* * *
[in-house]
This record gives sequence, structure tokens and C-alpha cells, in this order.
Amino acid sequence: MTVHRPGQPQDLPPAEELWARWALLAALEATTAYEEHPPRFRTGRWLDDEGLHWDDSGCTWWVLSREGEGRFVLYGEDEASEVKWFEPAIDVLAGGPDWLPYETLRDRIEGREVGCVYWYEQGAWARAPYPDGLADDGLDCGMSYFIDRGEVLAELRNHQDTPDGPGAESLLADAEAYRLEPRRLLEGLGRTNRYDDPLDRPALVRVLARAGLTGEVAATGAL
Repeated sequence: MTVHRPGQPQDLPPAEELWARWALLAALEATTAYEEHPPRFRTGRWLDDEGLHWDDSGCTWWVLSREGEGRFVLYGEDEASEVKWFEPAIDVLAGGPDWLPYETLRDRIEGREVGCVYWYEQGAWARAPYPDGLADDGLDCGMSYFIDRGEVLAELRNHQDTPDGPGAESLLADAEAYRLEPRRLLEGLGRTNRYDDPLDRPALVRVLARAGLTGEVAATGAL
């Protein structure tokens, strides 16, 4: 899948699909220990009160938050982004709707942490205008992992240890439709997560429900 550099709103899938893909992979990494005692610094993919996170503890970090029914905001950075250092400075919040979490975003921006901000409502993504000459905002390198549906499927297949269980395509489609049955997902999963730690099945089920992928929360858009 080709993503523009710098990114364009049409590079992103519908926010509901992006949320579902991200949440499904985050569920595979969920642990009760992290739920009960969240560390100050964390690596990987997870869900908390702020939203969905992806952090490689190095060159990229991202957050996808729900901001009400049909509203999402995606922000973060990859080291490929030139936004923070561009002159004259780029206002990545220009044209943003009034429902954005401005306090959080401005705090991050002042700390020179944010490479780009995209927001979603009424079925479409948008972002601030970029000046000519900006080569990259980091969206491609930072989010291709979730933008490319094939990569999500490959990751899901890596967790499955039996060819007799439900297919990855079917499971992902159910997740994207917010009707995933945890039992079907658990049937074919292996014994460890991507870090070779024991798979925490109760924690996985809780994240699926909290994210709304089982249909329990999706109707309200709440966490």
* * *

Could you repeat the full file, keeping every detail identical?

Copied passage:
[in-house]
This record gives sequence, structure tokens and C-alpha cells, in this order.
Amino acid sequence: MTVHRPGQPQDLPPAEELWARWALLAALEATTAYEEHPPRFRTGRWLDDEGLHWDDSGCTWWVLSREGEGRFVLYGEDEASEVKWFEPAIDVLAGGPDWLPYETLRDRIEGREVGCVYWYEQGAWARAPYPDGLADDGLDCGMSYFIDRGEVLAELRNHQDTPDGPGAESLLADAEAYRLEPRRLLEGLGRTNRYDDPLDRPALVRVLARAGLTGEVAATGAL
Repeated sequence: MTVHRPGQPQDLPPAEELWARWALLAALEATTAYEEHPPRFRTGRWLDDEGLHWDDSGCTWWVLSREGEGRFVLYGEDEASEVKWFEPAIDVLAGGPDWLPYETLRDRIEGREVGCVYWYEQGAWARAPYPDGLADDGLDCGMSYFIDRGEVLAELRNHQDTPDGPGAESLLADAEAYRLEPRRLLEGLGRTNRYDDPLDRPALVRVLARAGLTGEVAATGAL
């Protein structure tokens, strides 16, 4: 899948699909220990009160938050982004709707942490205008992992240890439709997560429900 550099709103899938893909992979990494005692610094993919996170503890970090029914905001950075250092400075919040979490975003921006901000409502993504000459905002390198549906499927297949269980395509489609049955997902999963730690099945089920992928929360858009 080709993503523009710098990114364009049409590079992103519908926010509901992006949320579902991200949440499904985050569920595979969920642990009760992290739920009960969240560390100050964390690596990987997870869900908390702020939203969905992806952090490689190095060159990229991202957050996808729900901001009400049909509203999402995606922000973060990859080291490929030139936004923070561009002159004259780029206002990545220009044209943003009034429902954005401005306090959080401005705090991050002042700390020179944010490479780009995209927001979603009424079925479409948008972002601030970029000046000519900006080569990259980091969206491609930072989010291709979730933008490319094939990569999500490959990751899901890596967790499955039996060819007799439900297919990855079917499971992902159910997740994207917010009707995933945890039992079907658990049937074919292996014994460890991507870090070779024991798979925490109760924690996985809780994240699926909290994210709304089982249909329990999706109707309200709440966490």